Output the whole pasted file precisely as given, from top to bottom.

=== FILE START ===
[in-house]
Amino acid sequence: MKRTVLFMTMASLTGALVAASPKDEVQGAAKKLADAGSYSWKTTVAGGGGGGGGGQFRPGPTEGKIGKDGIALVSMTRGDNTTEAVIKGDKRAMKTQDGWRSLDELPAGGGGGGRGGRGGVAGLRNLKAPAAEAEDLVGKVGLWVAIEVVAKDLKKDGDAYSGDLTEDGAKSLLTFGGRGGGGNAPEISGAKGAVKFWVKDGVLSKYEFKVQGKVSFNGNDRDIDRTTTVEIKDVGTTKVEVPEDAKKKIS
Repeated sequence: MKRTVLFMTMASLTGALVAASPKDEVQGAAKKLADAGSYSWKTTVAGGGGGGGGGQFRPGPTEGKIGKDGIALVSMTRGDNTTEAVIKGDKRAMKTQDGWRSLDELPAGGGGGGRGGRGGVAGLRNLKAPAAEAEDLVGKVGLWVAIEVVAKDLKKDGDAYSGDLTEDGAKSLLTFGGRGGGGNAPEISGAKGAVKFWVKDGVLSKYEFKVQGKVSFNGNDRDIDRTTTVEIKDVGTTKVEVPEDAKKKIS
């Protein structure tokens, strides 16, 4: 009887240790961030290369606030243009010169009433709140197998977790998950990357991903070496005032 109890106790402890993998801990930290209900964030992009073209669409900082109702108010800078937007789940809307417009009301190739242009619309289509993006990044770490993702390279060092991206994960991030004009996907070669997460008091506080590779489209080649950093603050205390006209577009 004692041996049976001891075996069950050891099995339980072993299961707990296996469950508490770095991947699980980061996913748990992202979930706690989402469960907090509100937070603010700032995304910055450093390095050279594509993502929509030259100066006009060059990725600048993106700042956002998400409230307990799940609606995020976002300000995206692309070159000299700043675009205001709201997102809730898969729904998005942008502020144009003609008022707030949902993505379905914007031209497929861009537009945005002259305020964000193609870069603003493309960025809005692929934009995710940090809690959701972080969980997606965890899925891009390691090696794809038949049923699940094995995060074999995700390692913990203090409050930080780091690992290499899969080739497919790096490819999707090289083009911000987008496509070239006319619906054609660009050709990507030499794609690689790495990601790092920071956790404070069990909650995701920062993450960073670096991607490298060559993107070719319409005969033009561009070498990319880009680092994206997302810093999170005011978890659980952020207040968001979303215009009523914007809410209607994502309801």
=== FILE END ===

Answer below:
[in-house]
Amino acid sequence: MKRTVLFMTMASLTGALVAASPKDEVQGAAKKLADAGSYSWKTTVAGGGGGGGGGQFRPGPTEGKIGKDGIALVSMTRGDNTTEAVIKGDKRAMKTQDGWRSLDELPAGGGGGGRGGRGGVAGLRNLKAPAAEAEDLVGKVGLWVAIEVVAKDLKKDGDAYSGDLTEDGAKSLLTFGGRGGGGNAPEISGAKGAVKFWVKDGVLSKYEFKVQGKVSFNGNDRDIDRTTTVEIKDVGTTKVEVPEDAKKKIS
Repeated sequence: MKRTVLFMTMASLTGALVAASPKDEVQGAAKKLADAGSYSWKTTVAGGGGGGGGGQFRPGPTEGKIGKDGIALVSMTRGDNTTEAVIKGDKRAMKTQDGWRSLDELPAGGGGGGRGGRGGVAGLRNLKAPAAEAEDLVGKVGLWVAIEVVAKDLKKDGDAYSGDLTEDGAKSLLTFGGRGGGGNAPEISGAKGAVKFWVKDGVLSKYEFKVQGKVSFNGNDRDIDRTTTVEIKDVGTTKVEVPEDAKKKIS
């Protein structure tokens, strides 16, 4: 009887240790961030290369606030243009010169009433709140197998977790998950990357991903070496005032 109890106790402890993998801990930290209900964030992009073209669409900082109702108010800078937007789940809307417009009301190739242009619309289509993006990044770490993702390279060092991206994960991030004009996907070669997460008091506080590779489209080649950093603050205390006209577009 004692041996049976001891075996069950050891099995339980072993299961707990296996469950508490770095991947699980980061996913748990992202979930706690989402469960907090509100937070603010700032995304910055450093390095050279594509993502929509030259100066006009060059990725600048993106700042956002998400409230307990799940609606995020976002300000995206692309070159000299700043675009205001709201997102809730898969729904998005942008502020144009003609008022707030949902993505379905914007031209497929861009537009945005002259305020964000193609870069603003493309960025809005692929934009995710940090809690959701972080969980997606965890899925891009390691090696794809038949049923699940094995995060074999995700390692913990203090409050930080780091690992290499899969080739497919790096490819999707090289083009911000987008496509070239006319619906054609660009050709990507030499794609690689790495990601790092920071956790404070069990909650995701920062993450960073670096991607490298060559993107070719319409005969033009561009070498990319880009680092994206997302810093999170005011978890659980952020207040968001979303215009009523914007809410209607994502309801």